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Fathomless void that stares Manu Rani in the face


Fathomless void that stares Manu Rani in the face

Any fatal road accident is tragic. But in Bangladesh, fatal road mishaps are so common that the use of the qualifier, 'tragic',  is reserved for special cases, for example, where the casualty figure is high or the circumstances of the accident demand special attention. But  to be tragic, the death toll should not be the sole criteria. For the death of every single person in an accident is a great loss to the family the victim belongs to. And the loss cannot be measured by any material yardstick either. Consider at this point the trauma the mother, Manu Rani Sheel, and the wives, children, the surviving siblings and other relatives of the  five (all of them brothers) who were mowed down by a pick-up truck fleeing the law for breaking traffic rule, are now in. But what the reckless pick-up driver and his assistant did by their mindless act has changed the world forever for the family bearing the loss in the Hasinapara village of Dulahazra union of Chakoria.  The  bereaved old woman, Manu Rani, who lost her husband ten days before the 'road carnage' perpetrated by the said killer truck on February 9, is now left with four children out of a total of nine. Of the surviving four, the critically injured one, another son, now under treatment at a Chattogram hospital,  is still not out of danger.  Shell-shocked Manu Rani has even forgotten to grieve the loss of her husband and five sons as she is praying for God's mercy to save the life of her sixth, critically injured hospitalised son. How do you describe in words the misfortune that has befallen Manu Rani and her family?  No punishment, however harsh, administered to the errant truck driver, can compensate for the  loss the family has suffered. Manu Rani's sorrow is undoubtedly poignant, but not unique in that the country's roads and waterways are witness to no end of such tragic accidents day in and day  out. And one cannot compare the poignancy of one with that of the other. Even so, it is the recentness of Chakoria tragedy, the magnitude of the loss and because it is still so fresh in public memory that has made it so important meriting this discussion. It should be discussed again and again at every forum concerned with road safety, security and sanctity of human life and, of course, the law supposed to establish order on the roads.  The traffic police who chased the offending pick-up truck driver should have been able to foresee what these criminals at the wheel of the vehicles with or without licence or fitness, or carrying illicit cargoes are capable of doing. They not only do not respect law, they have also no respect for life. They are just fugitives without conscience escaping the law. And they reign supreme on the roads of Bangladesh. And as it takes two to tango, their devil-may-care attitude is to a large extent attributable to the law-enforcers' rather relaxed attitude towards these law-breakers.  The upshot of it is that the frequency and the number of such fatal road mishaps are only  increasing, rather than decreasing. It goes without saying that one more accident added to the existing number may mean one more family joining the heartbroken ones like Manu Rani's.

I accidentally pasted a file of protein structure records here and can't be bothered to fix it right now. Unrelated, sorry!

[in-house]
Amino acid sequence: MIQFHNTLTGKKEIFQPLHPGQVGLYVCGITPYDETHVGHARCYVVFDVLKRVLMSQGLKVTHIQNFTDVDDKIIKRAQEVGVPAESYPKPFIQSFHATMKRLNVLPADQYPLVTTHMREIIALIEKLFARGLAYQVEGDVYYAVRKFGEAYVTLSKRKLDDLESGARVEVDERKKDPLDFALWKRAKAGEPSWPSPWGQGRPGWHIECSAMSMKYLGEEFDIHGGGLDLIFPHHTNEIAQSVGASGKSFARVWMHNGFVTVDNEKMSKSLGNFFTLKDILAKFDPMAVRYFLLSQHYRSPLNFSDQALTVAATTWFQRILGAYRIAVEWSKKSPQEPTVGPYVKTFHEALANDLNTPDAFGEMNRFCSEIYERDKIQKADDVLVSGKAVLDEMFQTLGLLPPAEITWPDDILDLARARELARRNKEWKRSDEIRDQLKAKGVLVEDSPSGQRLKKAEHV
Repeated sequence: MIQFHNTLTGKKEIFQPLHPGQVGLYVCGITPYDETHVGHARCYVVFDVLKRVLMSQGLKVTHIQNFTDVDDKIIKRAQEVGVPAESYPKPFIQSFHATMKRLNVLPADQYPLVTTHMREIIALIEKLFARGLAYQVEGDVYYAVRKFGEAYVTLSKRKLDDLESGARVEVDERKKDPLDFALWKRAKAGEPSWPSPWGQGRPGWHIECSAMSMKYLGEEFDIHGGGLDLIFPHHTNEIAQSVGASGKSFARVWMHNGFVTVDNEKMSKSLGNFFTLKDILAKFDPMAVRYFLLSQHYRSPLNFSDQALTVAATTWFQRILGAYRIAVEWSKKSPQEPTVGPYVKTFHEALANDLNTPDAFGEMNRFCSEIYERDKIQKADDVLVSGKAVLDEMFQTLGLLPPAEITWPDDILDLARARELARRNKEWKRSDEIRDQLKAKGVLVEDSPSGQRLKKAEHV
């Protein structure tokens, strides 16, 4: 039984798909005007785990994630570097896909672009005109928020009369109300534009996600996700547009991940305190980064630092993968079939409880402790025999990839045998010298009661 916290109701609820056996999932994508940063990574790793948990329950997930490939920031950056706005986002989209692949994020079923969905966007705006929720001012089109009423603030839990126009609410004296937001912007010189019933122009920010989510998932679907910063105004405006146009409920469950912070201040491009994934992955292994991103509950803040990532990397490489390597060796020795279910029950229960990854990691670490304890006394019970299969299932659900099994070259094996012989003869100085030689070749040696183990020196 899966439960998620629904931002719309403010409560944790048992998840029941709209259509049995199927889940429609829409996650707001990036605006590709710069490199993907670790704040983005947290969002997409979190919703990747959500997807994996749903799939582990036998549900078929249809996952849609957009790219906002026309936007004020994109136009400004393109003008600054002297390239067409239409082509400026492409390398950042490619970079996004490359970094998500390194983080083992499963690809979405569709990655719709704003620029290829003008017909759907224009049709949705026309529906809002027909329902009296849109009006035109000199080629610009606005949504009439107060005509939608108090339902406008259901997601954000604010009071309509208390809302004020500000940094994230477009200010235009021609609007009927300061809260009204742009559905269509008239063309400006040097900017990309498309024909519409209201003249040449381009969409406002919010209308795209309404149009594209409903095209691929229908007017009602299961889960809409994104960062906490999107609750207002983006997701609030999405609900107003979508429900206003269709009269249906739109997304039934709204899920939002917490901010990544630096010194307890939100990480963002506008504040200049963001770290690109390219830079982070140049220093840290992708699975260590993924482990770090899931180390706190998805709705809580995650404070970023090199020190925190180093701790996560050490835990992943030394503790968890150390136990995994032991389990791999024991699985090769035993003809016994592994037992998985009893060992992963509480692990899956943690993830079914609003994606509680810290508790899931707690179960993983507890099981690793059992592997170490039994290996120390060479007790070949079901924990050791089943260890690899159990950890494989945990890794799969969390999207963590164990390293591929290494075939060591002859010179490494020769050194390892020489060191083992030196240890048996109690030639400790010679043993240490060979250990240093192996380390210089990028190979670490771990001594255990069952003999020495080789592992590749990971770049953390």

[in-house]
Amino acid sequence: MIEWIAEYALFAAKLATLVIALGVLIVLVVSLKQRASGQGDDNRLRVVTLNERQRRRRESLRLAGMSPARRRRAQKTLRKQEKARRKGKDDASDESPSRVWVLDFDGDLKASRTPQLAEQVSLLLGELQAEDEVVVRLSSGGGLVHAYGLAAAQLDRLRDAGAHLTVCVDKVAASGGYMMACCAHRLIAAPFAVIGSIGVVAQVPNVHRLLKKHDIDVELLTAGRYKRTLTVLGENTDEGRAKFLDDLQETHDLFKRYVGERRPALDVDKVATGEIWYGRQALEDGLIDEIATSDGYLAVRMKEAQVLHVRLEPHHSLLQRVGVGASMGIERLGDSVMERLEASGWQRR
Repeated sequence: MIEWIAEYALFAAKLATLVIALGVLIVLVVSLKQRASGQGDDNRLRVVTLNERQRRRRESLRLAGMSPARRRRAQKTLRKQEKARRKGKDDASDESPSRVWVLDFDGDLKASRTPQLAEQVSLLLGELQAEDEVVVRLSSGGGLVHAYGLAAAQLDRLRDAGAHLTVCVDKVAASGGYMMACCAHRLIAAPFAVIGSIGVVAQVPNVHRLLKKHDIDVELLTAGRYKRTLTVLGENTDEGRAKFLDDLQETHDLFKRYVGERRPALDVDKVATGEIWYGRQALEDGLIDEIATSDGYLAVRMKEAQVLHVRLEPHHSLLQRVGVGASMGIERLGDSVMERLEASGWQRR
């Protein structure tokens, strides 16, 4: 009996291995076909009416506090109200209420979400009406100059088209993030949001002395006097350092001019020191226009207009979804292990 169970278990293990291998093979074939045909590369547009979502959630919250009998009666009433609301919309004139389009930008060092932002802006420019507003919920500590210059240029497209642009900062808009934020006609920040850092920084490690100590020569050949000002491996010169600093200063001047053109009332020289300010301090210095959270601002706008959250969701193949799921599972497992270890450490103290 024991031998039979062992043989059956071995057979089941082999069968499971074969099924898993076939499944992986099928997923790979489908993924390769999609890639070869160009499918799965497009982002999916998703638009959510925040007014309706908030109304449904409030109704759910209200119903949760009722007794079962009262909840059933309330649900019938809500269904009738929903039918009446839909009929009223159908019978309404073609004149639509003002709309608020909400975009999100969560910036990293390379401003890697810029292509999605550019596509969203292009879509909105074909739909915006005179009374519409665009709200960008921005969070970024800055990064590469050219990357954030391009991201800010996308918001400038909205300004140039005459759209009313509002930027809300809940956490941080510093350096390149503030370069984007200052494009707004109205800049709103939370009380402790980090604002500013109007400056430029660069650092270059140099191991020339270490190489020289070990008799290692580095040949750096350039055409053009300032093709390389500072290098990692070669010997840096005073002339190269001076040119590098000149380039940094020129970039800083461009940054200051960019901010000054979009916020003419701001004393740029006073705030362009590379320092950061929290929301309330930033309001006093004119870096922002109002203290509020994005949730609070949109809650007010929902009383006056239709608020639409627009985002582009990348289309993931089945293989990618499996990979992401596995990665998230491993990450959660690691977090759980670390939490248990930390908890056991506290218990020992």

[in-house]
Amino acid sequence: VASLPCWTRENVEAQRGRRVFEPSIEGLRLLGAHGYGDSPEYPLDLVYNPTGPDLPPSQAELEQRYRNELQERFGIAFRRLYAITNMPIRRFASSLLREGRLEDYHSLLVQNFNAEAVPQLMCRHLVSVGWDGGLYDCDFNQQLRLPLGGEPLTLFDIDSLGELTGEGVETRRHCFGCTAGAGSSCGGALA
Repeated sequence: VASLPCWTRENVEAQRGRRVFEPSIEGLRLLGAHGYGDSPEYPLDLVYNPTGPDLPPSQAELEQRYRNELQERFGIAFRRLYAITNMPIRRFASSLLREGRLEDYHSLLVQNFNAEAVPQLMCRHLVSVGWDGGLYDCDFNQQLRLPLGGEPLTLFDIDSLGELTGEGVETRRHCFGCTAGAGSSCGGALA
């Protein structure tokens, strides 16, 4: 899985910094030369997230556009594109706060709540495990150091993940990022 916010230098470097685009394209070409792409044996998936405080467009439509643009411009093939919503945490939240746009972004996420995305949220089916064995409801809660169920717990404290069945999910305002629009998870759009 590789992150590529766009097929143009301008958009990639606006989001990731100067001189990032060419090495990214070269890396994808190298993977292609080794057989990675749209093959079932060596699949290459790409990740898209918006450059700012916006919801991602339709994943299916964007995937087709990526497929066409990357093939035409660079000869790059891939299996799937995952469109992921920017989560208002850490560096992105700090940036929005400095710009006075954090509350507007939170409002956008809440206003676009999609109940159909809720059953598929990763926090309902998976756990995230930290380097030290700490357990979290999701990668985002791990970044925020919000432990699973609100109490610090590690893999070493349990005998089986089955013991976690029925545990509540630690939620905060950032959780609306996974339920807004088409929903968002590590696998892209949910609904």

The last year's record of fatalities from road accidents have shown a 30 per cent rise over that of the year before. This report comes from the record of road accidents kept with the police. Two other reports published by two private organisations, namely, Road Safety Foundation and Nirapad Sarak Chai ([we] want safe road), who based their reports on media reports, came up with figures varying slightly from the police's. Their conclusions are more or less similar- drivers are mostly to blame for the road tragedies. But who is going to discipline the transport drivers, educate and train them  to respect the law and life? Then what about a corruption-free road traffic system where law-enforcers would uphold law under any circumstances?   

 

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